Tract #38: Should Christians Read the Bible?

Tract #38, Should Christians Read the Bible?, is ready for you to download and review. Download it, see page #3 for printing instructions, and let me know your comments! Thanks!

038_read-the-bible2.pdf


Should Christians Read the Bible?

Should a Christian read the Bible? It seems like a dumb question, but there are many Christians who have never tried to read a Bible, tried but failed, or just read selected parts. But if you already know what your faith is — an particularly if you attend a church in which lessons from the Bible are taught — is it really that important to read the whole thing? In a word, yes.

Let’s start off with the most important question: if you honest believe that God exists and has the power to punish you for all eternity, and if you honestly believe that this God helped write a book on the subject, then how could anything in the world be more important than reading that book? Sure, there’s a lot of great stuff on the best-seller list that you’d like to get to, but we’re talking about a book that your religion says can help you avoid eternal punishment. If, after considering this, you still don’t feel inclined to read the Bible, perhaps you need to ask yourself just how committed you are to this whole “religion” think in the first place.

Now for the second most important question: If, as a Christian, you believe that the Bible is the word of God, then shouldn’t you know what that word is? Or are you the kind of person who signs a contract at the bank without reading it because you figure you’ve probably already got a pretty good idea of what’s in there?

Maybe when you were young you had a Bible for children so you feel like you already know all the important parts and don’t need to waste your time reading through a bunch of “begats.” If so, did you know that most of these Biblical abridgements leave out quite a bit of text that is either difficult or “inappropriate” for children? For example, did you know that after escaping Sodom Lot was raped by his daughters? That Samson set fire to small animals? That God tried to murder Moses and only stopped when Moses’ wife circumcised their son? If all you’ve read are abridgements, there’s a lot you’ve missed.

As a Christian, perhaps you think that all you need to read is the New Testament. But the New Testament loses much of its meaning if it’s not read in light of the old testament. Try reading the Old Testament and looking for all the prophecies about Jesus that the New Testament says are there (you might be surprised to find that they aren’t all that obvious). Or take a look at God’s laws and behavior in the Old Testament — is the God who orders the killing of babies, loves the smell of burning sacrifices, commands the death penalty for disobeying your parents, and sets up rules for the proper keeping of slaves really the one you worship?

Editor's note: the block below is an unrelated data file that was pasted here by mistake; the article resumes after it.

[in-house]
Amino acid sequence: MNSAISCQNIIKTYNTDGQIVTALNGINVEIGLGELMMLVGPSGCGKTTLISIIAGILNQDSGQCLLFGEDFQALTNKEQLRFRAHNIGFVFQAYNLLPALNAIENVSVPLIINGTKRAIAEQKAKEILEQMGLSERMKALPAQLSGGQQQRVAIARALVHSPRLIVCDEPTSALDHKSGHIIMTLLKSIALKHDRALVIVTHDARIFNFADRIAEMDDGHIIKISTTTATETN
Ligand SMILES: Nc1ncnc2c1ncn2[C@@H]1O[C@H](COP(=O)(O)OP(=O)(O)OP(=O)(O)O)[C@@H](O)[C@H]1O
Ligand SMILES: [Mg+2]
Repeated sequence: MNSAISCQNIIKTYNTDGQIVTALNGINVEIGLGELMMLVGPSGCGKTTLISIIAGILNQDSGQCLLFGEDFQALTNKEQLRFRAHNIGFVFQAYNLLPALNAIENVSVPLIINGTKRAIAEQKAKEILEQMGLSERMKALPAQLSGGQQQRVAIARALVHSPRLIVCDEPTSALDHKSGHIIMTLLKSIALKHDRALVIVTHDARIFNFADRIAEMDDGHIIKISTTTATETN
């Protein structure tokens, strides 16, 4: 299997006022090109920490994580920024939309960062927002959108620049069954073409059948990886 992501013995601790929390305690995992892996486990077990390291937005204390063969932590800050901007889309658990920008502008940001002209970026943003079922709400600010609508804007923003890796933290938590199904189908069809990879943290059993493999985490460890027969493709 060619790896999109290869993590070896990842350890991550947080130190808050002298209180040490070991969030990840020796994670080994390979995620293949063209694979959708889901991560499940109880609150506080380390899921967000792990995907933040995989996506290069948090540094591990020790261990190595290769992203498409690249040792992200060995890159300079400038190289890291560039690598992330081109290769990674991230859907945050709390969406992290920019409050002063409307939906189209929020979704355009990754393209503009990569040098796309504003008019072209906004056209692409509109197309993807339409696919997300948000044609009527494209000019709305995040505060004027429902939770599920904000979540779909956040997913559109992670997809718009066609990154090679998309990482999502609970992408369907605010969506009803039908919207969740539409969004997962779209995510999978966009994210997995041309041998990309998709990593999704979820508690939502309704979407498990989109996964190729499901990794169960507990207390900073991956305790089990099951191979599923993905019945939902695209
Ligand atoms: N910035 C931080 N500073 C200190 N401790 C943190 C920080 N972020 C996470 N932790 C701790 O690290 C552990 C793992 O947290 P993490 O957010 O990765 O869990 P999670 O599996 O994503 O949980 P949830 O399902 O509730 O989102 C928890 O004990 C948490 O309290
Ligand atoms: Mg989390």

When you read the Bible, you also need to see if you can tell which parts your church believes are literal truth, which are allegory, and which are just poetry. Christians have a wide range of opinions on the subject.

If you find yourself having to ask what a lot of passages mean, why certain aspects of your belief aren’t clear, or why your church believes some things that appear un-Biblical, maybe you need to ask why, if God was going to give his words to humanity, he couldn’t do it more clearly and timelessly.

Then again, perhaps avoiding tough questions like that is why you are avoiding reading the Bible in the first place.

Posted on October 18, 2009 at 12:43 pm by ideclare · Permalink
In: Bible, Tract

One Response

Subscribe to comments via RSS

  1. Written by Zach
    on October 21, 2009 at 12:32 pm
    Reply · Permalink

    There are many Christians who would say that belief in a divinely-written/inspired Bible is not a requirement for Christianity. There are also many who would doubt the validity of the Old Testament, at least when it is taken in the literal sense. And although you could still mention passages in the New Testament that jar with the traditional view of God/Jesus/Christianity, — like Jesus killing a fig tree because it didn’t have any figs for him, or like how many of the early Christians believed Jesus would come back in their lifetime — compared to the Old Testament, the New Testament is much easier to understand in today’s context.

    That’s not to say that Christians shouldn’t read the Bible, but if you take out the validity of the Old Testament and believe that the Bible was written by men and not by God, both of which many Christians do, reading the Bible becomes much less of a priority. That being said, those Christians who do believe that the Bible is the literal Word of God have no excuse to read the Bible — in fact, I would go so far as to say that if you believe the Bible is the literal Word of God, you should learn enough Hebrew and Greek (and Latin?) to read them in the original.

Subscribe to comments via RSS

Leave a Reply